Updated: 2 days ago
Dr. Kamila Duplak, Optometrist, Prairie Eye Care
Is #quarantinelife taking a toll on your eyesight?
During the COVID-19 pandemic, we’ve been turning to mobile devices, computer screens, and tablets to pass the time. You could be suffering from CVS (computer vision syndrome) also known as Digital Eyestrain. While not serious, I’m seeing this way too much in the clinic since the beginning of COVID-19 in our community.
Are you feeling...
Neck and shoulder pain
If you have checked off two or more of these symptoms, you could be putting unnecessary strain on your eyes. Improve your quality of life and solve your symptoms with these 7 helpful tips:
People tend to blink 30-50% less when staring at screens. This can also cause your eyes to dry out. Be mindful of blinking and make it a habit when focusing on a screen, as it will keep your eyes healthy and lubricated.
Follow the 20-20-20 Rule
Life is about balance. Every 20 minutes, take a 20 second break and focus your eyes on an object 20 feet away. This simple rule will give your eyes a break and reduce eyestrain.
Keep your distance
The closer the object the harder your eyes have to work. Try keeping your monitor or screen at arm's length or about 25 inches away.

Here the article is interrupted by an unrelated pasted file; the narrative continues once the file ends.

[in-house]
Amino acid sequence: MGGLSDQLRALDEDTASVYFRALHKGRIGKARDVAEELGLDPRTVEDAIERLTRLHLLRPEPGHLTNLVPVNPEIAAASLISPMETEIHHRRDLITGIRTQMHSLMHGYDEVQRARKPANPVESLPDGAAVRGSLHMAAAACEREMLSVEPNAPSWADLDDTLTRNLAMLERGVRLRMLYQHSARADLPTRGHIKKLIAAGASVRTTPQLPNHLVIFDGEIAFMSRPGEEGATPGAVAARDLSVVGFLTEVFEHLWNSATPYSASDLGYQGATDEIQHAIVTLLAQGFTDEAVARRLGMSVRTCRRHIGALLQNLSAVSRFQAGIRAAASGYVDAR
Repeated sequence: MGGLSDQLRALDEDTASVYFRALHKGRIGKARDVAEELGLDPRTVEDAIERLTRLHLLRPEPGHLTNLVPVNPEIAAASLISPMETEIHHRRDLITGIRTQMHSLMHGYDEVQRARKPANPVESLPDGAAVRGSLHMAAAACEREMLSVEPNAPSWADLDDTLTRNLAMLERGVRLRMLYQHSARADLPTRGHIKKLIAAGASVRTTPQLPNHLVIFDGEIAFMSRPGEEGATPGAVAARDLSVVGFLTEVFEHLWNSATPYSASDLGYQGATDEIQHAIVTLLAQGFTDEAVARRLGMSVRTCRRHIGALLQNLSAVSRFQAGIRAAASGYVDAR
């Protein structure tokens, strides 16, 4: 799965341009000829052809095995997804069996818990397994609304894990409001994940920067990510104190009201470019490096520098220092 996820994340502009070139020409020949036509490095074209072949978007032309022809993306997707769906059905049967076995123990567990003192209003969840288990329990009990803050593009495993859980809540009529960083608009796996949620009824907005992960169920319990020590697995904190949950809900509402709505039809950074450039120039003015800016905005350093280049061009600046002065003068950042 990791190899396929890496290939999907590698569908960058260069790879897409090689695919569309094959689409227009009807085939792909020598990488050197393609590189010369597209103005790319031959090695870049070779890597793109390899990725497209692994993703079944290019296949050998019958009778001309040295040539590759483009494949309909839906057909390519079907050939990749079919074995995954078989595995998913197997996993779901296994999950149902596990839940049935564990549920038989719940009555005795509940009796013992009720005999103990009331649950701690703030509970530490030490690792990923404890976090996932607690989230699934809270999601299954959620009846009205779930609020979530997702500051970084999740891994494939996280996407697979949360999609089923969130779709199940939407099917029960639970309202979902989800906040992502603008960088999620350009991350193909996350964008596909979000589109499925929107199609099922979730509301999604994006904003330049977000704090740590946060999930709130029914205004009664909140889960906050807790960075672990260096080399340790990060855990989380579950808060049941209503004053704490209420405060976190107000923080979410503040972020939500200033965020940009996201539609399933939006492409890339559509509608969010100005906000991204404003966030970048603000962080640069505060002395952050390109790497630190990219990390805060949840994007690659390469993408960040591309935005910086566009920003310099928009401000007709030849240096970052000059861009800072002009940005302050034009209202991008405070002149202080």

A bright screen in a dark room strains the eyes. Make sure that your surrounding light matches in strength to that of your screen.
Glare is the ENEMY!
Glare can overload your eyes. Position the computer screen to avoid glare, particularly from overhead lighting or windows. Use blinds or drapes on windows; replace light bulbs in desk lamps with bulbs of lower voltage.
Take breaks from the screen
Don’t be a slave to the screen. Engage in ‘screen free’ time activities several hours throughout your day. Start drawing, reading books, doing puzzles, or cooking (among many others activities).
Don't use devices before bed
Blue lighting is not mood lighting. Blue light may affect your body's circadian rhythm, also known as the natural wake/sleep cycle or body clock. Stop using screens one to two hours before bedtime or use night-time settings to minimize blue light exposure.
I hope to SEE you soon!
Dr. Kamila Duplak